Scientists find evidence of new species related to humans
Species named Homo naledi appeared to bury its dead
Excavations in a cave in South Africa have unearthed a new species of early human. The find is extraordinary because it suggests that this species intentionally placed the bodies of its dead in a separate chamber at the back of the cave.
Only modern humans and the earlier Neanderthals buried their dead in a consistent way, but while Neanderthals lived between 30,000 and 250,000 years ago, this new species, Homo naledi walked the earth possibly as early as 2-2.5 million years ago.
It was not a single find but a huge assemblage of fossils, the largest find of its kind yet made in Africa. So far the excavation has given up 1,550 fossils with parts from at least 15 individuals of Homo naledi and the researchers involved believe that there could be hundreds if not thousands of individuals deposited in this primitive tomb.
The human ancestor is also important because it represents a mix of quite modern attributes such as upright walking and human-like feet and hands while its skull and jaws were much more primitive.
Given the human-like characteristics the research team believes that it should be grouped amongst the other Homo species including Homo habilis that lived 2.8 million years ago and Homo sapiens that emerged 200,000 years ago.
The creature also had a small brain about the size of an orange, its discoverers write on Thursday in research papers published in the journal eLife. It is also published in National Geographic magazine.
Most things about the Rising Star cave complex are extraordinary, said lead author Prof Lee Berger of the University of the Witwatersrand.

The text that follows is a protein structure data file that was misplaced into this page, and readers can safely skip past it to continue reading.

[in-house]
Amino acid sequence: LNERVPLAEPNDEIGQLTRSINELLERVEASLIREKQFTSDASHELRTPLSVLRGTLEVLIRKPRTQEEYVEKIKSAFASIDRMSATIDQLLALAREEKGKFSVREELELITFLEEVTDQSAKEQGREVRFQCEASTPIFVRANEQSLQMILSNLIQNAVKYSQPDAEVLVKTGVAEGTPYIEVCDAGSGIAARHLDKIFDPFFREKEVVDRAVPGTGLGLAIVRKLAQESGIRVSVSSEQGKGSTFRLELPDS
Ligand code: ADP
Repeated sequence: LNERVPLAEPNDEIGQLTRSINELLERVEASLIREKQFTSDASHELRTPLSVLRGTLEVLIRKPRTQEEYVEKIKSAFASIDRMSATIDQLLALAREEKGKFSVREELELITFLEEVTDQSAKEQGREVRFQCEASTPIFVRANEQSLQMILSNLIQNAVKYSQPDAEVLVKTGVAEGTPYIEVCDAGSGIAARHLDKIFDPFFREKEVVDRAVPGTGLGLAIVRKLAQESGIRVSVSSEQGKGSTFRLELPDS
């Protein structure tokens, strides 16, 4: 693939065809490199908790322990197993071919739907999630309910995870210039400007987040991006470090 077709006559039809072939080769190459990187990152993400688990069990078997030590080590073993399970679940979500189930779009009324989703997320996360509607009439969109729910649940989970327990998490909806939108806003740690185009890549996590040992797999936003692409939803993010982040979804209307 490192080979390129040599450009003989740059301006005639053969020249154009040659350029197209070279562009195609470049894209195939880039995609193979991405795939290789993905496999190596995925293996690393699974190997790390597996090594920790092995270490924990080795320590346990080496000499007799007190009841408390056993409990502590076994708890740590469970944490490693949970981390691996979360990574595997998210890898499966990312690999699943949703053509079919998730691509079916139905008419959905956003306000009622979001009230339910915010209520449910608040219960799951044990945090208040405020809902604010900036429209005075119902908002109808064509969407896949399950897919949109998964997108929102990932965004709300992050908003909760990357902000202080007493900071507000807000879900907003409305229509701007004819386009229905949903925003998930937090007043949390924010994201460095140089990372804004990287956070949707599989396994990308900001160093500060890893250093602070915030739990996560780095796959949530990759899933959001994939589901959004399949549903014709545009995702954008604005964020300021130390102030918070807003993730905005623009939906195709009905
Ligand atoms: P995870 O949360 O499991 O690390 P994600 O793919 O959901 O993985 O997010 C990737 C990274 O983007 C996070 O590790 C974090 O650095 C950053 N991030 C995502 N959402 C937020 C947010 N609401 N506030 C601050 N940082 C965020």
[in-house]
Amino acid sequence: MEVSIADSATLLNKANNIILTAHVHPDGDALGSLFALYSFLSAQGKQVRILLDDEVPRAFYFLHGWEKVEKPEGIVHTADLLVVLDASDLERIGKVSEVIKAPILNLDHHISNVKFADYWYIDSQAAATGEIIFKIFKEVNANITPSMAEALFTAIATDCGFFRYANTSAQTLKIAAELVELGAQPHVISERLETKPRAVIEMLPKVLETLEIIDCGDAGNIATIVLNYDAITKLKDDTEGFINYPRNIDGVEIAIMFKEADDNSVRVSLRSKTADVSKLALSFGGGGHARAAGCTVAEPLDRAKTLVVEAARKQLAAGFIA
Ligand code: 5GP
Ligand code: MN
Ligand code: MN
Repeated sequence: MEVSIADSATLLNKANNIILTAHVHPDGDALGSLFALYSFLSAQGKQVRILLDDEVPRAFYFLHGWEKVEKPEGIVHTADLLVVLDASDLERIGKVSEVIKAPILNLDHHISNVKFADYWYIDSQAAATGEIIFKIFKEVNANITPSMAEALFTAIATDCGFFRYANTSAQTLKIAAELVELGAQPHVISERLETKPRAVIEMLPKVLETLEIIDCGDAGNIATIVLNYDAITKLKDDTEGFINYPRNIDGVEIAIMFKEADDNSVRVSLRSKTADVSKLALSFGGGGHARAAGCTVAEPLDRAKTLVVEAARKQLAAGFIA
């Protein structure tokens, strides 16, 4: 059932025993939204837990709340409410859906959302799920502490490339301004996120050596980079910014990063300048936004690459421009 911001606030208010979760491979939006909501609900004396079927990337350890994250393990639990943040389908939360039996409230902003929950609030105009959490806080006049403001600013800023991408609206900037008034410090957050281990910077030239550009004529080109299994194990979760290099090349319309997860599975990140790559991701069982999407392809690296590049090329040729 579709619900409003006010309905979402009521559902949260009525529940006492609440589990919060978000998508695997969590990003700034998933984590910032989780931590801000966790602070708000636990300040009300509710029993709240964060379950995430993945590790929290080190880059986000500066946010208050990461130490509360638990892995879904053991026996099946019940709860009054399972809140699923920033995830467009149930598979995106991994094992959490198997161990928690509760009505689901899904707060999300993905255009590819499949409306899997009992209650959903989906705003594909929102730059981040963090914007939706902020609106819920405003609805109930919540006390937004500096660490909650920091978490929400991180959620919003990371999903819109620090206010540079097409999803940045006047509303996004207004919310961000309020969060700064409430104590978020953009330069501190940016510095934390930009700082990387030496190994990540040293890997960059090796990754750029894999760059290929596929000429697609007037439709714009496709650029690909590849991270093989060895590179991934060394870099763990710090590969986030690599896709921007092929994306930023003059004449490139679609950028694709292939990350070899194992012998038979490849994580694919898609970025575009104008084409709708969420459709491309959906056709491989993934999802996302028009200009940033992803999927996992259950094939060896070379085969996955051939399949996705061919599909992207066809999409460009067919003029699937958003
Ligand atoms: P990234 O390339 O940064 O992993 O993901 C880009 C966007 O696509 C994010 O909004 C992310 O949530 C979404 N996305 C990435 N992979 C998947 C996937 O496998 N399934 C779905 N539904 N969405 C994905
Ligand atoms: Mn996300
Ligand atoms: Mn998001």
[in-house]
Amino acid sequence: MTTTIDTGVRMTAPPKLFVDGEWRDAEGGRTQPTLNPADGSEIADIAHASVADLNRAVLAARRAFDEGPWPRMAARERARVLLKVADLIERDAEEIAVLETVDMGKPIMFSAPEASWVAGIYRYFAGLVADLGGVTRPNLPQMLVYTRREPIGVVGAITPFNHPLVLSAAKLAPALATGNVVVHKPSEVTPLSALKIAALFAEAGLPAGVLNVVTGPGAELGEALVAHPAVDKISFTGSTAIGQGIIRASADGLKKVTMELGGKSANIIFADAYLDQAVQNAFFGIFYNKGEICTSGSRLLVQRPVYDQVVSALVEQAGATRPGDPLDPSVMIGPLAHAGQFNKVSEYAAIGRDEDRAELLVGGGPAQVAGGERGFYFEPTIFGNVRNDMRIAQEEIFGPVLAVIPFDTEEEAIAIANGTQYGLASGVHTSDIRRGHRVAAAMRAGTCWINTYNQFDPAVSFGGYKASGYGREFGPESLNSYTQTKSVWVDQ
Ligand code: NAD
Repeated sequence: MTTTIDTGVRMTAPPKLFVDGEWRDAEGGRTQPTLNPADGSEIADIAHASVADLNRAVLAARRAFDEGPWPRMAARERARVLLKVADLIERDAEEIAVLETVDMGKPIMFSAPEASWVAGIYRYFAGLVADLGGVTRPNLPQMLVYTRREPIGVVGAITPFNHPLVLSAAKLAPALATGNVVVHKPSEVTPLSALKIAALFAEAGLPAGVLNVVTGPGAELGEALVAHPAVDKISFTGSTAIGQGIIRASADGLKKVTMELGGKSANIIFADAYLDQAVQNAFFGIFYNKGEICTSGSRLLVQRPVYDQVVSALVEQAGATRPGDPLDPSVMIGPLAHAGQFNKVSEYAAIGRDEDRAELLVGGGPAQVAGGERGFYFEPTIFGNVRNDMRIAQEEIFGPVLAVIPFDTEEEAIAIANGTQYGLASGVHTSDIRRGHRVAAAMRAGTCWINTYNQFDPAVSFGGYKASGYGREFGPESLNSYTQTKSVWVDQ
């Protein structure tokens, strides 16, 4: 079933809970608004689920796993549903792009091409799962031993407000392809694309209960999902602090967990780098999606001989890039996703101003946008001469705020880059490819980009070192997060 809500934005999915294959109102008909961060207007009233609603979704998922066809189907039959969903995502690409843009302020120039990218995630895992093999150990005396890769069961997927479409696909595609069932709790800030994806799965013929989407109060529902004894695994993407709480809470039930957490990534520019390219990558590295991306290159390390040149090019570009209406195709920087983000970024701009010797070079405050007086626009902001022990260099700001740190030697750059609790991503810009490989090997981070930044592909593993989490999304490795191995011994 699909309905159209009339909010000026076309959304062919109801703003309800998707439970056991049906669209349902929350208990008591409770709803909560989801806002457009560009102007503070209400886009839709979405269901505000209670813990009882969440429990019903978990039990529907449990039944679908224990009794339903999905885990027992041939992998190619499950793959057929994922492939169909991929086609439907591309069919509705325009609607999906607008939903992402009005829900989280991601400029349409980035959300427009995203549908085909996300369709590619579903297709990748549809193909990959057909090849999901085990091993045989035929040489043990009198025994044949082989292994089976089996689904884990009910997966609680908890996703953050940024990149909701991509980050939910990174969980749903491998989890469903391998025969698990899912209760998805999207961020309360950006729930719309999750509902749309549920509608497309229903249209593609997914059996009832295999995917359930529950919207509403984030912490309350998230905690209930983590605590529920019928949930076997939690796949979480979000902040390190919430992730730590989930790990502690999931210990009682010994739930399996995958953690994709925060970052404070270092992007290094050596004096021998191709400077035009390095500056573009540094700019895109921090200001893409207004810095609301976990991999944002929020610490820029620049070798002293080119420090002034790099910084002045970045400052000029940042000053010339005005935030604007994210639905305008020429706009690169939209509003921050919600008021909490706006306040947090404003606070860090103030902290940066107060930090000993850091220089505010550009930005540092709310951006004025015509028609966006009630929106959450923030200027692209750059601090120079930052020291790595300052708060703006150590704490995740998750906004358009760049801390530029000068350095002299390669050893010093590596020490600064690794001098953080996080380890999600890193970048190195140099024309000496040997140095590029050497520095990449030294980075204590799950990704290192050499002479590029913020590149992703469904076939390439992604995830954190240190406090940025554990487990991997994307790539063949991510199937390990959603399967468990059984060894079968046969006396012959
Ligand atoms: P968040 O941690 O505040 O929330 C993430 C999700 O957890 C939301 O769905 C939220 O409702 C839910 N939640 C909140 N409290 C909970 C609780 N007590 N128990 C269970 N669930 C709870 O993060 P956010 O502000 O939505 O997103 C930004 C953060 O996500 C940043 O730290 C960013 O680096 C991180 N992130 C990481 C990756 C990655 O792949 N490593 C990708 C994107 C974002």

Located about 50 km northwest of Johannesburg , the cave is almost 100 metres long but the Dinaledi Chamber that holds the fossil remains is at the very rear of the complex.
So far the team has only excavated a metre square by 50cm deep, but the chamber is 12 meters long. “There is a lot more to be excavated,” said lead author Prof Paul Dirks of James Cook University in Australia.
The underground journey to the Dinaledi Chamber is a challenge given the narrow 18cm wide gaps through which you must pass to reach it. Only petite cavers and excavators were able to access the chamber Prof Dirks said. Homo naledi itself was about 1.5 metres tall and weighed about 45kg.
Inside the chamber the fossils are “beautifully preserved”, he said. “The quality of the bone is extraordinary.”
There was no damage to the bones, no predator bite marks or broken bones and there are no other fossils other than those from a few mice and bird remains. “Such a situation is unprecedented in the fossil hominin record,” said Prof John Hawks of the University of Wisconsin-Madison, a senior author.
People often think of early humans as little more than apes who walked upright and might have used simple tools, Prof Berger said. That is why the Rising Star cave finds are so out of the ordinary.
Burial or ritualised deposition of bodies should have been beyond the capabilities of a creature with such a small brain. Yet individuals of all ages are placed within the chamber deep underground where they have lain hidden and undisturbed for perhaps millions of years.